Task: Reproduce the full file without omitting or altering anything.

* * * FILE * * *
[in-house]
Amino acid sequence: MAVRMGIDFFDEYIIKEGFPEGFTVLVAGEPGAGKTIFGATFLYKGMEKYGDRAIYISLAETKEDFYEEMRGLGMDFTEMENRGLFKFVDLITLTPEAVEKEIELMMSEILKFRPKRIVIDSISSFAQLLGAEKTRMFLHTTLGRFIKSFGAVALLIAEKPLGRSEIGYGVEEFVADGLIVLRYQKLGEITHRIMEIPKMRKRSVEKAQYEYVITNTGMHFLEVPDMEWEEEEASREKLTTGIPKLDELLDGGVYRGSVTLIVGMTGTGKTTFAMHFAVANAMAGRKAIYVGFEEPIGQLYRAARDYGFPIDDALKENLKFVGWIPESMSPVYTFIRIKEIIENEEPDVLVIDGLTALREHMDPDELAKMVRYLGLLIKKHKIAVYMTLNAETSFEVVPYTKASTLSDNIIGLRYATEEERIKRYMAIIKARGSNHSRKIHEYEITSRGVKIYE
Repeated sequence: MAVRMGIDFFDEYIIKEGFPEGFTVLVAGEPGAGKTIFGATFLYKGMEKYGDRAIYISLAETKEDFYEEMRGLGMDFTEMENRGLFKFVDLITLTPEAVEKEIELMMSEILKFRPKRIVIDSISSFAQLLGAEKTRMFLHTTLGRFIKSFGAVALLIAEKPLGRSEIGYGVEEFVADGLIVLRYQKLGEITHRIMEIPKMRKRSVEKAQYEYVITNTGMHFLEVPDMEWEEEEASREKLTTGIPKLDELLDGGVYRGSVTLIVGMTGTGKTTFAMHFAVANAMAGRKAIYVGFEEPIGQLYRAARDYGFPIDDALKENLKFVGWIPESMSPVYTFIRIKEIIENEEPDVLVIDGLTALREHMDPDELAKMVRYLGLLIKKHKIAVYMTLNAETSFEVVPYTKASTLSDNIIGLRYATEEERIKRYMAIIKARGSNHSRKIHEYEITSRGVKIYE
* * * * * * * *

[in-house]
Amino acid sequence: MAVRMGIDFFDEYIIKEGFPEGFTVLVAGEPGAGKTIFGATFLYKGMEKYGDRAIYISLAETKEDFYEEMRGLGMDFTEMENRGLFKFVDLITLTPEAVEKEIELMMSEILKFRPKRIVIDSISSFAQLLGAEKTRMFLHTTLGRFIKSFGAVALLIAEKPLGRSEIGYGVEEFVADGLIVLRYQKLGEITHRIMEIPKMRKRSVEKAQYEYVITNTGMHFLEVPDMEWEEEEASREKLTTGIPKLDELLDGGVYRGSVTLIVGMTGTGKTTFAMHFAVANAMAGRKAIYVGFEEPIGQLYRAARDYGFPIDDALKENLKFVGWIPESMSPVYTFIRIKEIIENEEPDVLVIDGLTALREHMDPDELAKMVRYLGLLIKKHKIAVYMTLNAETSFEVVPYTKASTLSDNIIGLRYATEEERIKRYMAIIKARGSNHSRKIHEYEITSRGVKIYE
Repeated sequence: MAVRMGIDFFDEYIIKEGFPEGFTVLVAGEPGAGKTIFGATFLYKGMEKYGDRAIYISLAETKEDFYEEMRGLGMDFTEMENRGLFKFVDLITLTPEAVEKEIELMMSEILKFRPKRIVIDSISSFAQLLGAEKTRMFLHTTLGRFIKSFGAVALLIAEKPLGRSEIGYGVEEFVADGLIVLRYQKLGEITHRIMEIPKMRKRSVEKAQYEYVITNTGMHFLEVPDMEWEEEEASREKLTTGIPKLDELLDGGVYRGSVTLIVGMTGTGKTTFAMHFAVANAMAGRKAIYVGFEEPIGQLYRAARDYGFPIDDALKENLKFVGWIPESMSPVYTFIRIKEIIENEEPDVLVIDGLTALREHMDPDELAKMVRYLGLLIKKHKIAVYMTLNAETSFEVVPYTKASTLSDNIIGLRYATEEERIKRYMAIIKARGSNHSRKIHEYEITSRGVKIYE